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Pertussis

 

Whooping cough, sometimes referred to as pertussis, is an infection of the lining of the airways. It mainly affects the windpipe (trachea) and the two airways that branch off from it to the lungs (the bronchi).

Whooping cough is highly infectious. The condition is caused by a bacterium called Bordetella pertussis, which can be passed from person to person through droplets in the air from coughing and sneezing.

The condition is known as whooping cough because the main symptom is a hacking cough, which is often followed by a sharp intake of breath that sounds like a 'whoop'. The cough typically lasts for many weeks.

Who is at risk?

Whooping cough usually affects unvaccinated infants and young children. Older children, teenagers and adults also develop the condition. Whooping cough tends to be most severe in young infants. In rare cases, it can be fatal.

How common is it?

The introduction of a vaccination programme during the 1950s and the introduction of 4 in 1 booster jab and a further booster at 11-14 years means the annual number of cases of whooping cough is now very low. However, there has been an increase in the number of cases in recent years.

Over 200 cases of whooping cough were recorded in Ireland in 2011. Two children have died from whooping cough in the past ten years. Before the introduction of the whooping cough vaccine there would be thousands of new cases each year and many deaths.

Despite the number of cases falling, it is still important that all babies have the whooping cough vaccine so that they are protected against severe disease

 


The symptoms of whooping cough usually take 6-20 days to appear after infection with the Bordetella pertussis bacterium. This delay is known as the incubation period.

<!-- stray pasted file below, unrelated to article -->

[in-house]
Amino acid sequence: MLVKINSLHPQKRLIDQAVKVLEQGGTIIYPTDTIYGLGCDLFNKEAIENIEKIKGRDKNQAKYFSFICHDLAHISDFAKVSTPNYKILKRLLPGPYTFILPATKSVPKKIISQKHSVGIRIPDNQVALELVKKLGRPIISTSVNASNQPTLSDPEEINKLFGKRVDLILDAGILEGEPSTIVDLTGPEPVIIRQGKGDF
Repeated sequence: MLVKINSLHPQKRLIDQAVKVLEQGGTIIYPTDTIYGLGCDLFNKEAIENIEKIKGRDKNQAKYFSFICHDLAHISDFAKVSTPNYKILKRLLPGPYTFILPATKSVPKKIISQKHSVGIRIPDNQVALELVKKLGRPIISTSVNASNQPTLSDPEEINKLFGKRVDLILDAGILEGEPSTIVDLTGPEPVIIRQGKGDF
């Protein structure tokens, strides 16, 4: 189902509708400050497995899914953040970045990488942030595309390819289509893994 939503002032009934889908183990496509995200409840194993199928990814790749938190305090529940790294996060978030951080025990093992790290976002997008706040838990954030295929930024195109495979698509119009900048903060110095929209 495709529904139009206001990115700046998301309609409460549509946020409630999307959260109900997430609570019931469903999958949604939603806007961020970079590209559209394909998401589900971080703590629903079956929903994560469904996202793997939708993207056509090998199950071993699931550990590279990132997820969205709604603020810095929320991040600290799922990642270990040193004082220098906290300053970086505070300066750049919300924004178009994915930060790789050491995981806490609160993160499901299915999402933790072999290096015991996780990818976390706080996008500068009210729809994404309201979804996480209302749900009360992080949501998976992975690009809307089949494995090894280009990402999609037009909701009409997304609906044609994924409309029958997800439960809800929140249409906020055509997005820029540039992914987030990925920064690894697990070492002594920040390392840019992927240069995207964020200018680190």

Whooping cough tends to develop in stages, with mild symptoms occurring first, followed by a period of more severe symptoms, before improvement begins.

Early symptoms

The early symptoms of whooping cough are often similar to those of a common cold and may include:

  • runny or blocked nose
  • sneezing
  • watering eyes
  • dry, irritating cough
  • sore throat
  • slightly raised temperature
  • feeling generally unwell

These early symptoms of whooping cough can last for one to two weeks, before becoming more severe.

Paroxysmal symptoms

The second stage of whooping cough is often called the paroxysmal stage and is characterised by intense bouts of coughing. The bouts are sometimes referred to as 'paroxysms' of coughing.

The paroxysmal symptoms of whooping cough may include:

  • intense bouts of coughing, which bring up thick phlegm
  • a 'whoop' sound with each sharp intake of breath after coughing (although this may not occur in infants and young children, see below)
  • vomiting after coughing, especially in infants and young children
  • fatigue (tiredness) and redness in the face from the effort of coughing

Each bout of coughing usually lasts between one and two minutes, but several bouts may occur in quick succession and last several minutes. The number of coughing bouts experienced each day varies, but is usually between 12 and 15.

The paroxysmal symptoms of whooping cough usually last at least two weeks, but can last longer, even after treatment. This is because the cough continues even after the Bordetella pertussis bacterium has been cleared from your body.

Infants and young children

Infants younger than three months may not make the 'whoop' sound after coughing, but they may start gagging or gasping, and may temporarily stop breathing. It is possible for whooping cough to cause sudden unexpected death in infants (see Whooping cough - complications for more information).

Young children may also seem to choke or become blue in the face (cyanosis) when they have a bout of coughing. This looks worse than it is, and breathing will quickly start again.

Adults and older children

In adults and older children, the paroxysmal symptoms of whooping cough are far less severe than they are in young children, and may appear more like the symptoms of a milder respiratory infection, such as bronchitis.

Recovery stage

Eventually, the symptoms of whooping cough gradually start to improve, with fewer and less extreme bouts of coughing occurring. This period of recovery can last up to three months or more.

However, intense bouts of coughing may still occur during this period.